An ultimately unknowable hero in extreme and hopeless situations makes a tough read for non-pessimists.



A modern master takes a gloomy look at the damage wrought by mental illness.

Noble Norfleet, senior in a small North Carolina high school, member of the track team, polite oldest son of a vanished father and difficult mother, wakes one morning after a pleasant and instructive romp with his Spanish teacher to discover his brother and sister dead in their beds, having been ice-picked in their sleep by their mother, who could have done in the exhausted Noble, too, but didn’t. This is not a total surprise for Noble. Edith Norfleet has exhibited psychotic symptoms for years, but, this being the ’60s and the pre-Republican South, she’s been pretty much left to make life hell for her family. The prolific Price (A Perfect Friend, 2000, etc.) follows his square-shooting but, alas, humorless young hero through the process of committing Edith to the state facility and getting on with his life. There is unsatisfactory contact with his only close relative, an unhelpful uncle, more satisfactory contact with the Spanish teacher, whose nice husband is in Vietnam, helpful dealings with the crusty black lady who used to clean for Edith, and some surprising counseling sessions with the local minister, who is every bit as attracted to the handsome young lad as the Spanish teacher was. Noble’s cooperation with the clergyman leads to a slightly spooky weekend at the beach and further tragedy. The Spanish teacher returns to her own incestuous family. Time moves on. Noble enlists in the army, becomes a medic, visits Edith occasionally, goes to war, has more slightly spooky experiences, becomes a nurse, and learns over time that black people never let him down and that he’s happiest in one-sided sexual contact with women (he’s the worker—they just have to lie back and relax), only to find that that’s not enough for most women.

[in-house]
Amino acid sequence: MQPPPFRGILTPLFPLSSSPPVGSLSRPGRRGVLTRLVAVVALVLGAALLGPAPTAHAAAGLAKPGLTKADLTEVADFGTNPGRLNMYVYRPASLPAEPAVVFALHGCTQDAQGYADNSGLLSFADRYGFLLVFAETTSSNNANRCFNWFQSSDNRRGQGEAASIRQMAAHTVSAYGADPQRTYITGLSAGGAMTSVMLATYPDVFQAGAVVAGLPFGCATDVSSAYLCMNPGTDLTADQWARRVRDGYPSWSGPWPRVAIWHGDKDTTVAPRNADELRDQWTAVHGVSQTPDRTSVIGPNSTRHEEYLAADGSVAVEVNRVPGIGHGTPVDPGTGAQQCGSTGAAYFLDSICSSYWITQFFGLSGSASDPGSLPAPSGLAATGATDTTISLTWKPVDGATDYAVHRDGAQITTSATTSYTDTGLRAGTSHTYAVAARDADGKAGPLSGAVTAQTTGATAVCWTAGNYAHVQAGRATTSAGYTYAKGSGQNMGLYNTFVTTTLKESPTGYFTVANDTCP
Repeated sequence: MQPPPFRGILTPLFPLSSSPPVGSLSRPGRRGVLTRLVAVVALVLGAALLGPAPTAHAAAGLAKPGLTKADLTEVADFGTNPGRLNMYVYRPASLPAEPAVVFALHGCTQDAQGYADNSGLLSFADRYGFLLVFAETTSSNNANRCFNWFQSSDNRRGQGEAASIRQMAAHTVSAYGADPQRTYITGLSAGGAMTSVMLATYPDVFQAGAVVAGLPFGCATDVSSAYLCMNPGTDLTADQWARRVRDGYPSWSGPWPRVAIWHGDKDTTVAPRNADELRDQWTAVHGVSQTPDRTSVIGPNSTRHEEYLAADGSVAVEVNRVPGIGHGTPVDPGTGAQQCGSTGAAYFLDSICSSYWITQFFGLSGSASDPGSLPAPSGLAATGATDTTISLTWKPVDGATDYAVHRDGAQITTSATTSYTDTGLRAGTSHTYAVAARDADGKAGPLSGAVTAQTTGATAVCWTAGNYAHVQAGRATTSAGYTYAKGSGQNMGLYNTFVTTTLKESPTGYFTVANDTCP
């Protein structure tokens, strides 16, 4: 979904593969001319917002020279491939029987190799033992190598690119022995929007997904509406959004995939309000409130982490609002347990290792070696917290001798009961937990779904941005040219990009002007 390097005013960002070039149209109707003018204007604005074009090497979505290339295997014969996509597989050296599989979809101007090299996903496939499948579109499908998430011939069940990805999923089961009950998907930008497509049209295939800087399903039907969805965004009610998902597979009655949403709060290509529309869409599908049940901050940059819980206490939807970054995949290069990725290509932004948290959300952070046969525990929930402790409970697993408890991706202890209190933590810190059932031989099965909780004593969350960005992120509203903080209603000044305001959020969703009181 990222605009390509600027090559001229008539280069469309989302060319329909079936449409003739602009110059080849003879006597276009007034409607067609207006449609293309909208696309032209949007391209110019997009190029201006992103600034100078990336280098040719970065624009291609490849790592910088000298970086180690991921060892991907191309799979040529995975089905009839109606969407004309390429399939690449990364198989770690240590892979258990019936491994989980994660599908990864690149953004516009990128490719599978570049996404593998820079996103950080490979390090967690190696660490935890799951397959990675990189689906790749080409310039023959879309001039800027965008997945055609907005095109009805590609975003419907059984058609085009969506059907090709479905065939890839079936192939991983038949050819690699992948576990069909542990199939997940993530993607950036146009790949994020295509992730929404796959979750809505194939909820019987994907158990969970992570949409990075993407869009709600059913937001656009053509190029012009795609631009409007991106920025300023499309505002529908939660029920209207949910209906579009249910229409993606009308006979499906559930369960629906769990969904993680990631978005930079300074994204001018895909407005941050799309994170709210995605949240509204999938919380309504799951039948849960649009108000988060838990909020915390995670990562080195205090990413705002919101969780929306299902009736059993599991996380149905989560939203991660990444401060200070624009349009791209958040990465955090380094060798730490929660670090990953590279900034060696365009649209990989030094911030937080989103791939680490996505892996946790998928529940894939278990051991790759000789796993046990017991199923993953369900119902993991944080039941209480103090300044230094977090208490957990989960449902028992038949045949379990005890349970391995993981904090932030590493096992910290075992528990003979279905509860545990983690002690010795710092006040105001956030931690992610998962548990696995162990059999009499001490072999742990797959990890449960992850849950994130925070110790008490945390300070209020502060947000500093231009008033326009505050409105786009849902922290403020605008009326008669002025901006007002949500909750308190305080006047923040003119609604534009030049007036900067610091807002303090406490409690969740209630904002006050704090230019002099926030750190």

An ultimately unknowable hero in extreme and hopeless situations makes a tough read for non-pessimists.

Pub Date: June 18, 2002

ISBN: 0-7432-0417-4

Page Count: 384

Publisher: Scribner

Review Posted Online: May 20, 2010

Kirkus Reviews Issue: April 15, 2002

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Kin “[find] each other’s lives inscrutable” in this rich, sharp story about the way identity is formed.

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Inseparable identical twin sisters ditch home together, and then one decides to vanish.